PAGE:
5 early signs of Parkinson’s and TD that are similar and often overlooked

5 early signs of Parkinson’s and TD that are similar and often overlooked

The silent symptoms of Parkinson’s disease and tardive dyskinesia (TD) can be subtle and often easy to miss, as they may not always manifest as obvious motor symptoms. TD is a movement disorder brought on by treatments for mental health disorders; on the other hand, Parkinson’s causes unintended shaking and issues with balance. Here are five early symptoms that are similar between the two conditions and can be easily missed.

Loss of smell (hyposmia/anosmia)
Both Parkinson’s disease and TD can lead to a decreased sense of smell (hyposmia) or a complete loss of smell (anosmia). This symptom can often go unnoticed or get attributed to other causes, such as allergies or sinus issues.

Mood changes
Changes in one’s mood, such as depression or anxiety, can occur in both conditions. These emotional changes are often overlooked or attributed to life circumstances rather than being recognized as potential symptoms of neurological disorders.

Sleep disturbances
Both Parkinson’s disease and TD can disrupt sleep patterns. This may include insomnia, restless leg syndrome, or frequent awakenings during the night. Since sleep problems are common, they are not always linked to people with Parkinson’s and TD. However, people with Parkinson’s disease often experience REM sleep behavior disorder and restless leg syndrome, which can disrupt sleep patterns. TD-related movements or discomfort can also interfere with sleep.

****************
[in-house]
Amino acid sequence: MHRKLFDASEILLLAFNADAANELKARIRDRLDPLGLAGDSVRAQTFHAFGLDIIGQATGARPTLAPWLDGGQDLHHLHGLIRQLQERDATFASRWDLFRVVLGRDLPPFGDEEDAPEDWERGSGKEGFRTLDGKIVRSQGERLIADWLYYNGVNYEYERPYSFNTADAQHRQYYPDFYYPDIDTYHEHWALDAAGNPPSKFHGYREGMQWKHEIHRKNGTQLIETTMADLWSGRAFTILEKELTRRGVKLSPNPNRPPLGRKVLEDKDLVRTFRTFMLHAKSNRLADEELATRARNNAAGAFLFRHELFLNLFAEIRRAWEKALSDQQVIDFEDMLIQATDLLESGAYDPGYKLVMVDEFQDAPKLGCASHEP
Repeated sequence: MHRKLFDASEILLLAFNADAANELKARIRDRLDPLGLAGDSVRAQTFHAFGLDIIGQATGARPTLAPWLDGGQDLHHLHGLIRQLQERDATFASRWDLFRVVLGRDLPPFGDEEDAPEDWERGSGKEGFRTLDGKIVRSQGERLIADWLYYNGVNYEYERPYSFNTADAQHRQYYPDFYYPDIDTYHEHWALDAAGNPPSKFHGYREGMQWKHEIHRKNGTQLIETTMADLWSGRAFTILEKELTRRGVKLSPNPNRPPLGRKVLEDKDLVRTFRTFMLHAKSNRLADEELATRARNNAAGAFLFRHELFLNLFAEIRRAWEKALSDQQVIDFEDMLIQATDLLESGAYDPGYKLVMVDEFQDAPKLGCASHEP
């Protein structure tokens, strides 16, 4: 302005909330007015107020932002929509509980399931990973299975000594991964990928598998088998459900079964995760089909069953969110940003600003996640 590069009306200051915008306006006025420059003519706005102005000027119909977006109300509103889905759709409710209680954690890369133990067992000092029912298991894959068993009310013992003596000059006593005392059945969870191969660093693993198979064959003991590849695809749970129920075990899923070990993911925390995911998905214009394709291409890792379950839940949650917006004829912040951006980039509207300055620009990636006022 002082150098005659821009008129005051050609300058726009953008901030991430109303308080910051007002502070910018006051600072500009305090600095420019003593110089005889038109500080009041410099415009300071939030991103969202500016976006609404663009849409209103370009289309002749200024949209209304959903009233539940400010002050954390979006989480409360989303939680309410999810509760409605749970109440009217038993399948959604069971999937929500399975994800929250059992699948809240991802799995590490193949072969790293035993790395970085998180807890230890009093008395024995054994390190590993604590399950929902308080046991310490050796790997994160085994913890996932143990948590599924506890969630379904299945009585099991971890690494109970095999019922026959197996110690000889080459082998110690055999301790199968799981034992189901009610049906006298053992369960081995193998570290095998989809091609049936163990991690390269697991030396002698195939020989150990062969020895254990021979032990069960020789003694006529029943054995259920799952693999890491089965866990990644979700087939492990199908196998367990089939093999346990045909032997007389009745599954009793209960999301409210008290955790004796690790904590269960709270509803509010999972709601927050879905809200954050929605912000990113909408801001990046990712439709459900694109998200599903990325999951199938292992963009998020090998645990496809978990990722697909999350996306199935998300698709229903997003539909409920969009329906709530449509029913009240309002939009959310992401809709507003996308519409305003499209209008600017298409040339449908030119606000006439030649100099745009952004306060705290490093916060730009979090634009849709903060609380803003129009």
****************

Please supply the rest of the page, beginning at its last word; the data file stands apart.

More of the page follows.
Digestive issues like constipation can be an early sign of both Parkinson’s disease and TD. Gastrointestinal issues may not be immediately associated with neurological disorders, which could easily lead to delays in diagnosis. These issues can affect nutrient absorption, leading to nutritional deficiencies that contribute to fatigue, which is another silent symptom of Parkinson’s and TD.

People with Parkinson’s disease and TD often experience fatigue or a general lack of energy. However, this symptom can be misattributed to various factors like lack of sleep, sleep issues, aging, stress, and even a busy lifestyle.

It is important to note that these silent symptoms are not exclusive to Parkinson’s disease and TD. They can be caused by various other conditions or factors. These signs are easy to miss because they are often mild, progress slowly over time, and can be attributed to other causes. They can also be dismissed as a normal part of aging or daily life stress. Additionally, people with these conditions may not always notice these changes, as they can become accustomed to their gradual onset.